Tape Worms

The camera doesn't lie -- but every picture tells more than one story.

Rather than retire, Sanchez stayed on the force -- and was assigned to DIA, long a dumping ground for disgraced officers. (Although that, too, has changed, according to safety department spokeswoman C.L. Harmer. "Historically, that was true," she says. "Every bureaucracy has its turkey farm. But it's not the case now.") On Monday, Captain James Collier, who pre-dated Sanchez as police chief, was given his job at the airport; Sanchez was reassigned to the Training Bureau in the Technology and Support Division, a move that does not give you much faith in the future of the force. Before Mena, the cop scandal du jour at City Hall involved police recruit Ellis Johnson, a convicted drug user pushed for the academy by then-safety manager Butch Montoya. Johnson ultimately busted out because he was no good at the multi-tasking so necessary for good police work (does it involve pushing a TV remote?); Montoya was busted by Webb during the Mena fallout and now works in the city's driver's license division.

Perhaps it's time for Montoya to return to the station he left behind in order to enter public service, since Channel 9 seems to be blurring the journalistic lines these days. In one of this story's oddest chapters, Sanchez gave Woodward an interview the week before Maass's series broke -- and after the city knew Channel 4 was asking around the airport about loafing cops. The prophylactic measure didn't do much good for either the cops or 9News, though, since Woodward's piece looked like a housebound poodle compared to the pit-bull intensity of her past reports, which set the style in Denver for undercover surveillance. "We just reported the fact of the investigation," Woodward says.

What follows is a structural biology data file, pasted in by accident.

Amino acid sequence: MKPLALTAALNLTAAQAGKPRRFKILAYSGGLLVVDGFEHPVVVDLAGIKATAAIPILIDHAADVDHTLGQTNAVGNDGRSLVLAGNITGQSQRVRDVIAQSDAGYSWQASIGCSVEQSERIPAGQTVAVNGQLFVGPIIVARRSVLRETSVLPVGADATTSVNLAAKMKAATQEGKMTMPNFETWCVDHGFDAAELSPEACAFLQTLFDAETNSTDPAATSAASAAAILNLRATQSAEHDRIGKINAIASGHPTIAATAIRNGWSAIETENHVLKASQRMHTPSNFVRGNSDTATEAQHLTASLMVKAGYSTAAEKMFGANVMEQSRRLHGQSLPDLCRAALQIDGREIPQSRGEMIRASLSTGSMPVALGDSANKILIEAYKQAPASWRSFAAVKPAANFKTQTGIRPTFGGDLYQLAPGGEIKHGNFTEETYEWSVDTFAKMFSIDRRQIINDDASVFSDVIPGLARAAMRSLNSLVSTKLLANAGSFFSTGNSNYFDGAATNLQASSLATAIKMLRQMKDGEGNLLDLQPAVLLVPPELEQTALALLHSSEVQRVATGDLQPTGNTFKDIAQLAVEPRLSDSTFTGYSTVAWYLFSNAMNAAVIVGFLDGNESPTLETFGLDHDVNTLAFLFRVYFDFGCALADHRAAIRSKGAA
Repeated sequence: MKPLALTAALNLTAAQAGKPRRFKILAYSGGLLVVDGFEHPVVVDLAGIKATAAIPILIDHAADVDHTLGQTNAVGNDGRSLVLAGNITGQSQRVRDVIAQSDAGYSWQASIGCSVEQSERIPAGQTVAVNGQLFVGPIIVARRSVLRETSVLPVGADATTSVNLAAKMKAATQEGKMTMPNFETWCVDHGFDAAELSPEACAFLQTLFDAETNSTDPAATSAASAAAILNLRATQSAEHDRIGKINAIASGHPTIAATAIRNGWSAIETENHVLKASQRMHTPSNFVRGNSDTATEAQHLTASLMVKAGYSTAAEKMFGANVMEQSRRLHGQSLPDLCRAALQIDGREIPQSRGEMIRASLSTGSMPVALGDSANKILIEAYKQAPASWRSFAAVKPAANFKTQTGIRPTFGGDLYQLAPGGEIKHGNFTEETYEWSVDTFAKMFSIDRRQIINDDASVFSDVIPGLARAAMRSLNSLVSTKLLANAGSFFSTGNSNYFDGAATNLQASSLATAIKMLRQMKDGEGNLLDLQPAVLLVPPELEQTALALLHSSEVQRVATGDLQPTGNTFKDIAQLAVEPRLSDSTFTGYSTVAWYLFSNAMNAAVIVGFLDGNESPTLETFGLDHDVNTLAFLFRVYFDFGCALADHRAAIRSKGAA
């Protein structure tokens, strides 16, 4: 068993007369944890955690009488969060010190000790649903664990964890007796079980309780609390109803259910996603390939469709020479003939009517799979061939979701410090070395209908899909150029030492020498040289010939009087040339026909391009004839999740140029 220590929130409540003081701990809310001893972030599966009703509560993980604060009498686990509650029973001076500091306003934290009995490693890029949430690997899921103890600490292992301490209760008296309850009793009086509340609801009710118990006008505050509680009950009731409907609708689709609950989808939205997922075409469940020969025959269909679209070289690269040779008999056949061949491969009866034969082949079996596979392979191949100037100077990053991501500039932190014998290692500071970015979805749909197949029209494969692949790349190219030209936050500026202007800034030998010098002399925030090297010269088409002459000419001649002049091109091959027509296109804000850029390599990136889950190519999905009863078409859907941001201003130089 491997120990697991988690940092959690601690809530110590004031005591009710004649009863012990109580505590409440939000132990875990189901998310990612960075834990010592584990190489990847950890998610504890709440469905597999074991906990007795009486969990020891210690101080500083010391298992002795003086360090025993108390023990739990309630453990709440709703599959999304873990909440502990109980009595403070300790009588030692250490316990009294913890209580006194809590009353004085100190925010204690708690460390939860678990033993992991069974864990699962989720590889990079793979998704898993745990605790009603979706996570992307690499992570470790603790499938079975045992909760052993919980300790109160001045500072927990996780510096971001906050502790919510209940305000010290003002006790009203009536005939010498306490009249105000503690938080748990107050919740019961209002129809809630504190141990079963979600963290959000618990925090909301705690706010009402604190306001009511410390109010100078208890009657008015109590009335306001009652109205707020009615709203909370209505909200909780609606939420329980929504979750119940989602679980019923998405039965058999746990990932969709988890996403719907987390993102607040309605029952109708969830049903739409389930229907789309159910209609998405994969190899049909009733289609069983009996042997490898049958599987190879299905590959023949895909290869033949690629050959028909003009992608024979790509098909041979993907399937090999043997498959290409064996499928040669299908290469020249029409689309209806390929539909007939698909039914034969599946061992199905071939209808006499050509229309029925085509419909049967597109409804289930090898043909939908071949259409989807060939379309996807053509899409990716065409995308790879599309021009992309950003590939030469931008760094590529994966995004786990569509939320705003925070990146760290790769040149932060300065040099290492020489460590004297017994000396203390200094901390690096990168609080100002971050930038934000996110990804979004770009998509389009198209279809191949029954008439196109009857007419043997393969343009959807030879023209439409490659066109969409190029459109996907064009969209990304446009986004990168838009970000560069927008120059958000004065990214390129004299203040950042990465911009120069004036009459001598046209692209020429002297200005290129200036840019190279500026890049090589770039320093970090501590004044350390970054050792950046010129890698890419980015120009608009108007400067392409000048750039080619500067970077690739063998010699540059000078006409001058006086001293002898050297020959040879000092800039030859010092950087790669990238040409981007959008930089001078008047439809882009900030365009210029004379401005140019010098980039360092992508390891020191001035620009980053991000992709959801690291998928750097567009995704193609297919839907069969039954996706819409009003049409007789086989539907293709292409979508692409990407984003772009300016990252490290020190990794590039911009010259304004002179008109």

Maass, on the other hand, had a true scoop and all that dynamite footage to counter Sanchez's on-camera statement that he'd known about the problems in November and was dealing with them. How? By dropping a copy of TV Guide off at the paramedic lounge? "Channel 9 broke the story that Channel 4 was going to break the story," Maass says. "They hurt their own credibility trying to mislead the public." Particularly boneheaded was a Channel 9 promo on Monday that credited its coverage with inspiring the DPD's reassignments.

Although the story isn't over, it's not too soon to give it a happy ending or two. If the DPD finds current rules for disciplining cops too restricting, it could push through a few charter changes of its own rather than resort to the time-honored tradition of killing the messenger (or at least subpoenaing his tapes). After all, because of new FAA mandates, DIA will spend $3.5 million more on police overtime this year than initially anticipated -- and it would be comforting to know that the money will buy us more security, not well-rested cops.

Aren't there bigger threats to DIA's security than Brian Maass?

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